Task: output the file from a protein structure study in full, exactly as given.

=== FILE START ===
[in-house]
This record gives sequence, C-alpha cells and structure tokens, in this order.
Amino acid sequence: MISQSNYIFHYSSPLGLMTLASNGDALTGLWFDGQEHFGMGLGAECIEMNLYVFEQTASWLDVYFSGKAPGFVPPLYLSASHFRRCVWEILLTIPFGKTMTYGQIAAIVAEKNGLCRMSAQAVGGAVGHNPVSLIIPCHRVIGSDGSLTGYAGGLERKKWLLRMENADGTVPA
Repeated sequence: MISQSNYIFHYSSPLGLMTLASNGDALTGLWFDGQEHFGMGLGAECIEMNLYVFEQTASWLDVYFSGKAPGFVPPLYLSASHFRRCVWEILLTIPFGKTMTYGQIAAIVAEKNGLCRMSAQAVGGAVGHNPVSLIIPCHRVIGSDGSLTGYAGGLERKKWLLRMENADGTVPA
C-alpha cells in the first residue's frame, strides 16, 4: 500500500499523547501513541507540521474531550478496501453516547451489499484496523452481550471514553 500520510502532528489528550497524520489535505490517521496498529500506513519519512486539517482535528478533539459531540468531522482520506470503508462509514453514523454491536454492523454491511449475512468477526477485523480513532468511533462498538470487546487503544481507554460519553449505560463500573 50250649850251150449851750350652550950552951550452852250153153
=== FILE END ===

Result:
[in-house]
This record gives sequence, C-alpha cells and structure tokens, in this order.
Amino acid sequence: MISQSNYIFHYSSPLGLMTLASNGDALTGLWFDGQEHFGMGLGAECIEMNLYVFEQTASWLDVYFSGKAPGFVPPLYLSASHFRRCVWEILLTIPFGKTMTYGQIAAIVAEKNGLCRMSAQAVGGAVGHNPVSLIIPCHRVIGSDGSLTGYAGGLERKKWLLRMENADGTVPA
Repeated sequence: MISQSNYIFHYSSPLGLMTLASNGDALTGLWFDGQEHFGMGLGAECIEMNLYVFEQTASWLDVYFSGKAPGFVPPLYLSASHFRRCVWEILLTIPFGKTMTYGQIAAIVAEKNGLCRMSAQAVGGAVGHNPVSLIIPCHRVIGSDGSLTGYAGGLERKKWLLRMENADGTVPA
C-alpha cells in the first residue's frame, strides 16, 4: 500500500499523547501513541507540521474531550478496501453516547451489499484496523452481550471514553 500520510502532528489528550497524520489535505490517521496498529500506513519519512486539517482535528478533539459531540468531522482520506470503508462509514453514523454491536454492523454491511449475512468477526477485523480513532468511533462498538470487546487503544481507554460519553449505560463500573 50250649850251150449851750350652550950552951550452852250153153